Breeding distribution and population decline of globally threatened Grey-necked Picathartes Picathartes oreas in Mbam Minkom Mountain Forest, southern Cameroon
Awa, T., Dzikouk, G. and Norris, K. (2009) Breeding distribution and population decline of globally threatened Grey-necked Picathartes Picathartes oreas in Mbam Minkom Mountain Forest, southern Cameroon. Bird Conservation International, 19 (3). pp. 254-264. ISSN 0959-2709
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To link to this article DOI: 10.1017/s0959270909008363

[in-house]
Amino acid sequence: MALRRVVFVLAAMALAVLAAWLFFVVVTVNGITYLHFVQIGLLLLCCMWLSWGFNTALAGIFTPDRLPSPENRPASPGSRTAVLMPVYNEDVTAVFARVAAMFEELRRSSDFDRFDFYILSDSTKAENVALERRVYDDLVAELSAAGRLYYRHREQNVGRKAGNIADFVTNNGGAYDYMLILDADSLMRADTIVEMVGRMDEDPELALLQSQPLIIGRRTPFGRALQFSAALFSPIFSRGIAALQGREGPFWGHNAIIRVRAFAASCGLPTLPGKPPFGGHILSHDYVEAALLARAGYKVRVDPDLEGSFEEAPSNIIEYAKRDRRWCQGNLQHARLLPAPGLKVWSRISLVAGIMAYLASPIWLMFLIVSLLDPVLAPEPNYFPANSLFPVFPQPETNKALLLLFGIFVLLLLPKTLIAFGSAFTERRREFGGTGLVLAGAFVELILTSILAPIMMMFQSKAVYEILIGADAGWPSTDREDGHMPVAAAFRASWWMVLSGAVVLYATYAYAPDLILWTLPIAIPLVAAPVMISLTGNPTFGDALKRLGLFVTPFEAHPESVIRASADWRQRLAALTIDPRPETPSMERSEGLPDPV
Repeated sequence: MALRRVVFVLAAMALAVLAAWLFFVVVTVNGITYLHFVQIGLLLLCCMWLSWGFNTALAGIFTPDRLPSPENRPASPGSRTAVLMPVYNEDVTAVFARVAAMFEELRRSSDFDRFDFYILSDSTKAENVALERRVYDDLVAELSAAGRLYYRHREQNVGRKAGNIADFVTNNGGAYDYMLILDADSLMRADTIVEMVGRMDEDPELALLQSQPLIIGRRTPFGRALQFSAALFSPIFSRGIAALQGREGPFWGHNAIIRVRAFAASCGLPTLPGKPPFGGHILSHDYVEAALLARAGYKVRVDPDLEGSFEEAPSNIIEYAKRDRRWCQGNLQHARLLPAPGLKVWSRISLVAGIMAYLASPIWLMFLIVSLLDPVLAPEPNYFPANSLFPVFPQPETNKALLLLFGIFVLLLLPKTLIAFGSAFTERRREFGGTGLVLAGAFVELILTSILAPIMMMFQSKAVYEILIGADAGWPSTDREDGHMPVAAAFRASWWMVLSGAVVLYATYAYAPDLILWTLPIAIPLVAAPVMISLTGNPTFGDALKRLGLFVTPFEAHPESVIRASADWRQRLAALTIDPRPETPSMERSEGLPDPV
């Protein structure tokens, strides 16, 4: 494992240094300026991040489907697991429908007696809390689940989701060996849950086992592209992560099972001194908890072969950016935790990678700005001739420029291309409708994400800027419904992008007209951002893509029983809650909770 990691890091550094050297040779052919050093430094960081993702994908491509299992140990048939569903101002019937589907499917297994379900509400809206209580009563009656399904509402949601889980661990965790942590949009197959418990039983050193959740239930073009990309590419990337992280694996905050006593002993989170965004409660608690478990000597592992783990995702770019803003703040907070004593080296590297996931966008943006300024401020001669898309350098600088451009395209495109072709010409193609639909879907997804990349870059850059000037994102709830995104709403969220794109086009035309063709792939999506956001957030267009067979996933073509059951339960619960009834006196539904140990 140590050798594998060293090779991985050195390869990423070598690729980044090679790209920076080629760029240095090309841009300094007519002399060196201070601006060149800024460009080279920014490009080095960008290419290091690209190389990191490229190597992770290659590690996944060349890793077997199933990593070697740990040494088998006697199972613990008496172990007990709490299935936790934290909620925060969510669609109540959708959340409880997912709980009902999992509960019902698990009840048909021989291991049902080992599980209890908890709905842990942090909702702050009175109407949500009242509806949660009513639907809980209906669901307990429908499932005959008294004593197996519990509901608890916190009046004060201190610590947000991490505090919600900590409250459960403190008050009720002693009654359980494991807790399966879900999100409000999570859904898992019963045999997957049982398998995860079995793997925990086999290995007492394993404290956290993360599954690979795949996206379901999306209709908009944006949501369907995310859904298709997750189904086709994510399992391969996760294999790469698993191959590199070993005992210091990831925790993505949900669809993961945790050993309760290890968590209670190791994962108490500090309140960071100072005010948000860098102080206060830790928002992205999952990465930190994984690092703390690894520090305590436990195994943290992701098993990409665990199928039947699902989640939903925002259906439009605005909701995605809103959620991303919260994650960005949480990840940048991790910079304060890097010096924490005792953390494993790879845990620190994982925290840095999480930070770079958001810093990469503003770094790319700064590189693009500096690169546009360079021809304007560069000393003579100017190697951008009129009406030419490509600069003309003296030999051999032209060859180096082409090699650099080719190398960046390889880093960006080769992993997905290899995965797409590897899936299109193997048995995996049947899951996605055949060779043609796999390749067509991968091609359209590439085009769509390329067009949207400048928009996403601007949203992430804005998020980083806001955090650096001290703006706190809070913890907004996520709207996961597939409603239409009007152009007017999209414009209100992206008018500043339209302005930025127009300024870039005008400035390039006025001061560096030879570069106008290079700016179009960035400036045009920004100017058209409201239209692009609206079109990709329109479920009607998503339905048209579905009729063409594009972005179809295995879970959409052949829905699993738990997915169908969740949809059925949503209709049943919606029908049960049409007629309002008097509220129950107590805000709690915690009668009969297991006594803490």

The Grey-necked Picathartes Picathartes oreas, considered 'Vulnerable', is an enigmatic ground-dwelling bird endemic to the central African equatorial rainforest and belongs to a family of only two species. Its distribution extends to the two Endemic Bird Areas within Cameroon (Guinea Congo forest biome and Cameroon mountain arc) and its population is thought to be in decline throughout its range due to increasing habitat fragmentation and disturbance. During March-April 2003 and June and October 2007 we surveyed Grey-necked Picathartes in the north-western region of the Mbam Minkom Mountain Forest. In January-March 2006 we surveyed the entire mountain range and found go breeding and 24 potential breeding sites, mostly located on the western slopes. From the complete survey, we estimated the population at 44 breeding individuals. Populations were highest in the north-west region but had apparently declined from 40 breeding individuals in 2003 to 20 in 2007. This region accounted for 41% of the entire population on the mountain range during the 2006 survey. The Mbam Minkom/Kala Important Bird Area was designated based on the presence of Grey-necked Picathartes but is under high pressure of imminent destruction from agricultural encroachment and illegal timber exploitation. These results have important implications for decision making in delimiting forest boundaries and core areas for protection in the development of management plans. We suggest possible remedial actions, appropriate repeatable methods for future monitoring and opportunities for community involvement in the management and conservation of the site.
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